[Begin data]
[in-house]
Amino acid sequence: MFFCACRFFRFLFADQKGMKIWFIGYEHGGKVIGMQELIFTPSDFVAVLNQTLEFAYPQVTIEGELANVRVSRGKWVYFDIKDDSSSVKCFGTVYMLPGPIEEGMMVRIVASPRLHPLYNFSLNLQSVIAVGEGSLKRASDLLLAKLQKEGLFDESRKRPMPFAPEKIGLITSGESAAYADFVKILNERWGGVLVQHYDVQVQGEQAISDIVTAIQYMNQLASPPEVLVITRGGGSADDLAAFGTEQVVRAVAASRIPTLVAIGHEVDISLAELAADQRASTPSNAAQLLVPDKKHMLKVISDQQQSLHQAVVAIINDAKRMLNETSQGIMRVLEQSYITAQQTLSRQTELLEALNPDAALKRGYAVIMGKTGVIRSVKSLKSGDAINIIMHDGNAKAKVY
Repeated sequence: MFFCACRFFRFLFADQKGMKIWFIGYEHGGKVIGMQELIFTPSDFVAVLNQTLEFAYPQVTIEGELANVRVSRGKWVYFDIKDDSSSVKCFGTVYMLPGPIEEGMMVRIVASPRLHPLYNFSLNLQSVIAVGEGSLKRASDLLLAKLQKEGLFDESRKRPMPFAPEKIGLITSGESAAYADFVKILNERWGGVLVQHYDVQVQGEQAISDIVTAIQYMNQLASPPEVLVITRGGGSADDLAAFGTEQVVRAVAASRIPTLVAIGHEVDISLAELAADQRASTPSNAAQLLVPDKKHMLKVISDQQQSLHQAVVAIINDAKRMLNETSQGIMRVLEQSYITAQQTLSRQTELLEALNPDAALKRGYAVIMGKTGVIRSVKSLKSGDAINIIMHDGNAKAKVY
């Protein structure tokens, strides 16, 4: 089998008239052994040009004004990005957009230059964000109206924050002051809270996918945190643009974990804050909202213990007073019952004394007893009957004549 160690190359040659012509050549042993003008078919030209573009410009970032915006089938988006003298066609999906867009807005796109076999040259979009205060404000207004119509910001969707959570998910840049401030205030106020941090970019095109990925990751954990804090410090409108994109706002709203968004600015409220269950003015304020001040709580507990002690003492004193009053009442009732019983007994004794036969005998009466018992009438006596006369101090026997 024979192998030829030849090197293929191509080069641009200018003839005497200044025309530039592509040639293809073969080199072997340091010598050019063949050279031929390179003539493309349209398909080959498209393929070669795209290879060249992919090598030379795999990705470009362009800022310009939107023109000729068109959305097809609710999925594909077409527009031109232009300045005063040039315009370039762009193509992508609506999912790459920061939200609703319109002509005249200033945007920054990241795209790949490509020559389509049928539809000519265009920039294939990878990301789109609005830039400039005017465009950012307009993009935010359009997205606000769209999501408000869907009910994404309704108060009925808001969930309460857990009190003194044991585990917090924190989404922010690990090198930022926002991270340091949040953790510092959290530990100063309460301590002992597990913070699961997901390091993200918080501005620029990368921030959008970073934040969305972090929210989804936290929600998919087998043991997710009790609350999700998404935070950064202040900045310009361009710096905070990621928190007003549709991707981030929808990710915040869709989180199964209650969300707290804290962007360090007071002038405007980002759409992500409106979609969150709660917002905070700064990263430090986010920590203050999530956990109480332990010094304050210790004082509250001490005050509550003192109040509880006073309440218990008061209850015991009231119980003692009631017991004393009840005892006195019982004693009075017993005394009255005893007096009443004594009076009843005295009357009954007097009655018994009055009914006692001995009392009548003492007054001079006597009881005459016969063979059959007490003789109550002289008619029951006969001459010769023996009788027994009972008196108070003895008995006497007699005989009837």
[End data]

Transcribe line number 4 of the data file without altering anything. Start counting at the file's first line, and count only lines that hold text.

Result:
């Protein structure tokens, strides 16, 4: 089998008239052994040009004004990005957009230059964000109206924050002051809270996918945190643009974990804050909202213990007073019952004394007893009957004549 160690190359040659012509050549042993003008078919030209573009410009970032915006089938988006003298066609999906867009807005796109076999040259979009205060404000207004119509910001969707959570998910840049401030205030106020941090970019095109990925990751954990804090410090409108994109706002709203968004600015409220269950003015304020001040709580507990002690003492004193009053009442009732019983007994004794036969005998009466018992009438006596006369101090026997 024979192998030829030849090197293929191509080069641009200018003839005497200044025309530039592509040639293809073969080199072997340091010598050019063949050279031929390179003539493309349209398909080959498209393929070669795209290879060249992919090598030379795999990705470009362009800022310009939107023109000729068109959305097809609710999925594909077409527009031109232009300045005063040039315009370039762009193509992508609506999912790459920061939200609703319109002509005249200033945007920054990241795209790949490509020559389509049928539809000519265009920039294939990878990301789109609005830039400039005017465009950012307009993009935010359009997205606000769209999501408000869907009910994404309704108060009925808001969930309460857990009190003194044991585990917090924190989404922010690990090198930022926002991270340091949040953790510092959290530990100063309460301590002992597990913070699961997901390091993200918080501005620029990368921030959008970073934040969305972090929210989804936290929600998919087998043991997710009790609350999700998404935070950064202040900045310009361009710096905070990621928190007003549709991707981030929808990710915040869709989180199964209650969300707290804290962007360090007071002038405007980002759409992500409106979609969150709660917002905070700064990263430090986010920590203050999530956990109480332990010094304050210790004082509250001490005050509550003192109040509880006073309440218990008061209850015991009231119980003692009631017991004393009840005892006195019982004693009075017993005394009255005893007096009443004594009076009843005295009357009954007097009655018994009055009914006692001995009392009548003492007054001079006597009881005459016969063979059959007490003789109550002289008619029951006969001459010769023996009788027994009972008196108070003895008995006497007699005989009837």